Sunday, June 27, 2010

Cute patchwork skirt for a little girl

It is my youngest niece's birthday tomorrow and I wanted to make her a frivolous and girly little skirt because she is luckily still little enough to love pretty dress-up clothes.  A dress I had made her for a previous birthday could well be the most appreciated present I've ever made anyone, as she wore it lots and lots.  It was a hot pink satin princess dress, with a sweetheart neckline, puffy glitter sleeves and a glittery tulle bustle and I was thrilled she was so happy with it.
For this skirt I bought this row of pretty patches joined together.  The idea for this skirt came from the very creative Sophie who owns and operates Materialize.  She had made some adorable patchwork tutus for very little girls and had joined this strip together like this when I bought it.
Now I'm making a skirt here not a tutu, and obviously the skirt was going to be way too short with just these pieces so what was necessary here? of course a petticoat!  So I bought some broderie anglaise and a little bit of broderie edging and cut to the suitable length; gathered the patched strip to fit on top.  I did it this way because I wanted the overskirt to be gathered in an apron-like fashion over a straighter petticoat...  At this point I had also removed some of the patches, partly  because I realised the strip was going to be too long and partly because I didn't like some of the fabrics so much.  Then I attached the broderie anglaise edging strip to the bottom edge...
I also got some of this adorable lime striped bias binding to use for the tie waistband, and attached it to the top edge.  The petticoat, being a rectangle, required only a little gathering to fit my niece's waist measurement.  Using some leftover lilac cotton I made some more bias binding to line the waistband.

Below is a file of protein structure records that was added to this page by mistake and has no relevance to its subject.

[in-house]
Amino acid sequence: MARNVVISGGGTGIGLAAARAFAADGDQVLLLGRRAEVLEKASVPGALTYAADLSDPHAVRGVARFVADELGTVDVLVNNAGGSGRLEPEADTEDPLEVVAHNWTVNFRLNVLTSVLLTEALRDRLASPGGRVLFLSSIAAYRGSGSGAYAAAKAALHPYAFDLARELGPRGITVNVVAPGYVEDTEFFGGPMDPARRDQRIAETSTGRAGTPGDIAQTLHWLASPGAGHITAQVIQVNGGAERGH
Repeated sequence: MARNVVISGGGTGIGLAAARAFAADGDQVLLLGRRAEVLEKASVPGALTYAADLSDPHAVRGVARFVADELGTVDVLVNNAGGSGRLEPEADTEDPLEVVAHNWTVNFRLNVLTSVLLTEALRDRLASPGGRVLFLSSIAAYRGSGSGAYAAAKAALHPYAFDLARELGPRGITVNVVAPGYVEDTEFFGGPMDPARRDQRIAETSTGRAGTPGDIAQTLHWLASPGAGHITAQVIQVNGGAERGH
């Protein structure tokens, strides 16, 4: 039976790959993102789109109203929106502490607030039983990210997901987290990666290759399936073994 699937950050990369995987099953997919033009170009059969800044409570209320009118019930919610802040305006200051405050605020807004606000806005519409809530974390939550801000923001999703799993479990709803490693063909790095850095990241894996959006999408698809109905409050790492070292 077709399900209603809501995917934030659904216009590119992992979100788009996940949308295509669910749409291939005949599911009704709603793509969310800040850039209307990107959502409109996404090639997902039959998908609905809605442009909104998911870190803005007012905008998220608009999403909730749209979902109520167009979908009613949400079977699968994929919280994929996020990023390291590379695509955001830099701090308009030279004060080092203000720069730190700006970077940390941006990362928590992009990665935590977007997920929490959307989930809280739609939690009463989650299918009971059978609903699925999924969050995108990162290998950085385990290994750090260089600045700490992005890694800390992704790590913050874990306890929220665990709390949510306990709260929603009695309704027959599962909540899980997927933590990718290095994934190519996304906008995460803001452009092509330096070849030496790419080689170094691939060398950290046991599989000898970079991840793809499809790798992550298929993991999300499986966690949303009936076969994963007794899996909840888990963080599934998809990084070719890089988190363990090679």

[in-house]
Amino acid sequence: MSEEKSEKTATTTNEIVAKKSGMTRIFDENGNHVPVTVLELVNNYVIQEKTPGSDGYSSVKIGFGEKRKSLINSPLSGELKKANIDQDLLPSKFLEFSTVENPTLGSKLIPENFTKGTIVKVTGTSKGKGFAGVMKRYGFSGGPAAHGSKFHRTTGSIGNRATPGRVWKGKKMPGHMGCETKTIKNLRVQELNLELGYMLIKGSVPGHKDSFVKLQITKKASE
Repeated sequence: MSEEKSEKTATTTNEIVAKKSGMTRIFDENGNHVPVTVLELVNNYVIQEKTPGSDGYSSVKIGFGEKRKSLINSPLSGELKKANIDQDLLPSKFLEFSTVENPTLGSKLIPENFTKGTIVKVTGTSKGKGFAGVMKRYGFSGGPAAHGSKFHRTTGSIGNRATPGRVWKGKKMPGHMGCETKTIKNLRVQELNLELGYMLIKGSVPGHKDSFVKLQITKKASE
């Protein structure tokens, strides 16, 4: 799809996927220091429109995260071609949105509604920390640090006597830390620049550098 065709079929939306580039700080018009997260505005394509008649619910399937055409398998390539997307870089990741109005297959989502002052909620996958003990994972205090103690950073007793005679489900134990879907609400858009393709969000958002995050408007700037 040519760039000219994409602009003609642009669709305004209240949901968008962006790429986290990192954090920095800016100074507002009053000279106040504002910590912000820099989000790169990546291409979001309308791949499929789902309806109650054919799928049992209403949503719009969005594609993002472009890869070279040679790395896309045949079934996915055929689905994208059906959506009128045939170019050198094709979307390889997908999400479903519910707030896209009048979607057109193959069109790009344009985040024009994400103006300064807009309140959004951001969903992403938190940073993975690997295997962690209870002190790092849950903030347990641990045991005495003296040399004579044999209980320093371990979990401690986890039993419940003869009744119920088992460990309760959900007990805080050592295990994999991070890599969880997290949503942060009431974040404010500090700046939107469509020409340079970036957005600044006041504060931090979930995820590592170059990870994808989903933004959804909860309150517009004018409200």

The lilac bias binding was sewn to the lime stripe bias binding, leaving the skirt top open to enable turning right sides out.  Here in this photo  the waistband has been sewn together and one tie end has been turned out and pressed.
The waistband opening was slipstitched closed on the inside, and the waist ties topstitched on the right side out.  Finally the centre back of the skirt was sewn closed, leaving enough of an opening for my niece to step into the skirt.  I finished the open edges of the centre back with narrow hems.

Et voila!  This skirt would be a good way to use up scraps of leftover fabric that's too pretty to throw out, or if you've ever been lured into buying a set of gorgeously co-ordinated fat quarters. 


  1. It's darling. You're a good aunt.


  2. What a cute idea! I bet she will love it. I love the opportunity to sew for little girls, it is so much fun.